Carbon fibre in the driving seat

C&I Issue 16, 2011

Carbon fibre reinforced plastic (CFRP) – the material that helps to reduce the weight of aeroplanes, turbine blades and Formula One cars – is on the verge of becoming a mass market technology for cars.

Until now, manufacturers of only the most expensive cars could justify using the material. But changes to how the material is supplied, coupled with advances in production and materials technology, are making it more affordable and available. Some ‘supercar’ manufacturers, such as McLaren and Lamborghini, for example, have begun to use automated processes to increase production, while German car giant BMW is scheduled, in 2013, to begin making two new mass-production cars that will rely on CFRP – the i3 Megacity electric vehicle, and the i8 hybrid ‘supercar’.

‘There is an urgency to reduce vehicle weight in order to meet forthcoming emissions standards,’ says Joerg Pohlman, joint managing director of SGL-Automotive Carbon Fibers, a joint venture between SGL – Europe’s leading carbon fibre producer – and BMW. The new company has built a carbon fibre plant in the US, which has already begun manufacture. From there the fibre will be supplied to the company’s plant in Wackersdorf in Germany, which makes flat ‘carbon fibre textiles’, from which BMW’s plant in Landshut will produce shaped CFRP parts. It is in these last two processes that BMW now claims a lead on its competitors. ‘We’ve taken textile production to an industrial scale for the first time,’ says Pohlman. Using resin transfer moulding (RTM), the company can reduce the production time for each CFRP part to less than 10 minutes. ‘This is much faster than the 20 to 30 minutes that were needed just a few years ago,’ he says.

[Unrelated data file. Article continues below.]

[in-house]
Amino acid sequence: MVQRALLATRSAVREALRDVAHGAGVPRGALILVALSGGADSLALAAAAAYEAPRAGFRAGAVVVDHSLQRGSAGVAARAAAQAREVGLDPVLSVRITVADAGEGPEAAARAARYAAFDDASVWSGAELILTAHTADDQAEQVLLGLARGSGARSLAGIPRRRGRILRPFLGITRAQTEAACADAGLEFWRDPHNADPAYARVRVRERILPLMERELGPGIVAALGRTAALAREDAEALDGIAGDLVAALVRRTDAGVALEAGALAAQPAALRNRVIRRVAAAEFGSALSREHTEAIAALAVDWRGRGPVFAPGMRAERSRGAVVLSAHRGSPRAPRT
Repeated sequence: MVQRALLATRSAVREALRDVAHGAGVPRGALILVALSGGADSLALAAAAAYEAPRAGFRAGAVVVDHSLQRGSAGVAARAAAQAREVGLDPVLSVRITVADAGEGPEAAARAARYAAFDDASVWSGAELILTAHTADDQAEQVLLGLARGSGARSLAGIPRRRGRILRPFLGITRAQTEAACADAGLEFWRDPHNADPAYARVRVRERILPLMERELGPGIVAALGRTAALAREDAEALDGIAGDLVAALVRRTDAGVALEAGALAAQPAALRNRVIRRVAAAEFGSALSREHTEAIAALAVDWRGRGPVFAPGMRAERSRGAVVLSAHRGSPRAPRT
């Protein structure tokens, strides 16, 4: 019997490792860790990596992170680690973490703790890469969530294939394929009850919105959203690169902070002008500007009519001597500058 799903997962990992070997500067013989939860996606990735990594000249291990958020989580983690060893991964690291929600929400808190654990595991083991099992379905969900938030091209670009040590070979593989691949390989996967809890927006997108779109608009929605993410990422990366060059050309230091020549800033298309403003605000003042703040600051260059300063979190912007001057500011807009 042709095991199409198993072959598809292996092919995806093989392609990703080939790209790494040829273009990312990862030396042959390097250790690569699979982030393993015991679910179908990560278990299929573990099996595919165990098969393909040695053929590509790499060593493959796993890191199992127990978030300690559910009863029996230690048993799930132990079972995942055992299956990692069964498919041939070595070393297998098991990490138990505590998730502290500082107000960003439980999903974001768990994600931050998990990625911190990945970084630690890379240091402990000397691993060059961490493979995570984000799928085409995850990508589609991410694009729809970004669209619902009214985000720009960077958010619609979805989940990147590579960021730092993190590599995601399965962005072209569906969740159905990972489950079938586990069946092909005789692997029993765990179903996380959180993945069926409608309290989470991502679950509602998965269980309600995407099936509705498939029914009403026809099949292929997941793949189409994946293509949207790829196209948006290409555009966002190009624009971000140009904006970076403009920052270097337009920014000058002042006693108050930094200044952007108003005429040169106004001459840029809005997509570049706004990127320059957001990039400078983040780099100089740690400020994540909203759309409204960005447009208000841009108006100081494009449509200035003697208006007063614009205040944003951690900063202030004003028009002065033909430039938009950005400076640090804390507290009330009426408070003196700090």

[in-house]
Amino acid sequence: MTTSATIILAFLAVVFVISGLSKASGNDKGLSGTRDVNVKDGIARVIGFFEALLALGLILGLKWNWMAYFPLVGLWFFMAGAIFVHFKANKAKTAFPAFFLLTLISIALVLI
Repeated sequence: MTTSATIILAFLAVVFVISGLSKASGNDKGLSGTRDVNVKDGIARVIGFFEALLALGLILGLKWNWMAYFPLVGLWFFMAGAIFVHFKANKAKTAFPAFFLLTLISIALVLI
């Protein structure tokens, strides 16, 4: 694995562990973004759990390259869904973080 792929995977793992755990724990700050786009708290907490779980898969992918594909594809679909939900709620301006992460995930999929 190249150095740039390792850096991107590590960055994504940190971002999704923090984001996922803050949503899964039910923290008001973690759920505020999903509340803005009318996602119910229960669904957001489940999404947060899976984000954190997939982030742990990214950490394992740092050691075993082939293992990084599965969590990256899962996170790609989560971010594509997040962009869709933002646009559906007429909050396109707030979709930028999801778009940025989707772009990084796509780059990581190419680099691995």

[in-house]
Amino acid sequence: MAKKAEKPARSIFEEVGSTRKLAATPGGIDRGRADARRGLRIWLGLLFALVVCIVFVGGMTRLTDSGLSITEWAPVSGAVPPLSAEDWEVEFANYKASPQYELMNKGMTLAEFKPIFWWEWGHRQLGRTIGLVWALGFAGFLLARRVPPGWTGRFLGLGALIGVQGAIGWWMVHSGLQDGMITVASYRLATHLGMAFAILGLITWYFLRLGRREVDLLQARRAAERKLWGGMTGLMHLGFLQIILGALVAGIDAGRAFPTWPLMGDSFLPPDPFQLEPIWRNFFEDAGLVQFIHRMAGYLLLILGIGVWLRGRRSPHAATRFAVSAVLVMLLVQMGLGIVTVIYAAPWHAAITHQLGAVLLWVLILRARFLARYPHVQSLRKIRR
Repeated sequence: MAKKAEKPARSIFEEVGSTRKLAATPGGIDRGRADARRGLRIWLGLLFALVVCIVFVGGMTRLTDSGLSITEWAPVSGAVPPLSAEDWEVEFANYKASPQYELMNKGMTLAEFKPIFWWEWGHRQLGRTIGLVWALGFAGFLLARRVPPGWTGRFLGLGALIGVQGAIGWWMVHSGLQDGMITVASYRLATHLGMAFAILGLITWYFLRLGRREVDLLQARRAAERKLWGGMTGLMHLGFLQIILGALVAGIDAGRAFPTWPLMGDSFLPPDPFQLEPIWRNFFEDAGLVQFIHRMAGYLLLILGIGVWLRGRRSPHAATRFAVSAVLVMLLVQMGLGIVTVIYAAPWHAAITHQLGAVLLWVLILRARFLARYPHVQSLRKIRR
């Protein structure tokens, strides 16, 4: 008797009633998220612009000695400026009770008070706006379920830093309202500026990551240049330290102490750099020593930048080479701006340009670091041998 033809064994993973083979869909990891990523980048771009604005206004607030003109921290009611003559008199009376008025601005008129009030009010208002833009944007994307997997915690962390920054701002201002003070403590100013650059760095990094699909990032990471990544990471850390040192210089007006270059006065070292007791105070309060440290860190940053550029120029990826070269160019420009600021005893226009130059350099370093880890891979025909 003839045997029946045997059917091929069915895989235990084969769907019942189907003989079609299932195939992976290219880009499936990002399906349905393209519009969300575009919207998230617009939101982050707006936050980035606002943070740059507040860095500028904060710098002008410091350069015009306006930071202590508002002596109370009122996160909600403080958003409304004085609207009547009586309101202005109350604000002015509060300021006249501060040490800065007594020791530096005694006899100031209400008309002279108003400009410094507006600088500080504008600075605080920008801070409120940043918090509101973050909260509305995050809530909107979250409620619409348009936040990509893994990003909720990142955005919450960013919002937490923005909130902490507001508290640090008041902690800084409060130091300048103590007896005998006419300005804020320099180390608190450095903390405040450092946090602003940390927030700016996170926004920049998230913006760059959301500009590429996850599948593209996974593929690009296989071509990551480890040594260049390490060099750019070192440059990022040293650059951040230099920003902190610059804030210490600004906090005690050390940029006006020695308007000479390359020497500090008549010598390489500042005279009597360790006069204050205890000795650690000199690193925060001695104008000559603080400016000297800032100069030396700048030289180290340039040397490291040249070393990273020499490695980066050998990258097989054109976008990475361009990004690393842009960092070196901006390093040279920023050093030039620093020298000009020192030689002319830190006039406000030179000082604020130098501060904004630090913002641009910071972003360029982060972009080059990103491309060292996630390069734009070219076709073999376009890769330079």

On the production line

The CFRP part in the Megacity car will be the ‘passenger cell’, which will sit on top of an aluminium chassis. Weight saving is very important in the car because it must offset the 200kg weight of the battery. Pohlman says that CFRP is half the weight of an equivalent steel part. ‘Not all the weight saving comes from carbon fibre, but it’s the main contributor,’ he says.

BMW has considerable experience in making CFRP parts, but Pohlman explains that a new approach was needed to make true series production parts, which he defines as ‘tens of thousands of vehicles per year’. ‘Our conservative estimate is that we will need 3000t of carbon fibre for the Megacity car – which is about 10% of world production,’ he says.

If the Megacity – a niche vehicle that accounts for a tiny portion of BMW’s output – can swallow up so much carbon fibre, and BMW has big plans to extend its use of CFRP to other cars, it’s no wonder that the company wants to guarantee supply. ‘More and more car projects, starting from 2105 and 2016, will use carbon fibre as a structural element to reduce weight,’ says Pohlman. Some of these vehicles may still be on the drawing board, but others are likely to be existing BMW marques, he says.

Carbon fibre supply has historically been dominated by its largest user, the aerospace industry. Early supercars that used carbon fibre were plagued by the fluctuating demands of aerospace companies. BMW’s joint venture ensures that this will not happen, even if it may need to ramp up production very quickly. ‘We can’t predict exact demand for electric vehicles, but we must be prepared to double production in a very short time if the demand is there,’ says Pohlman.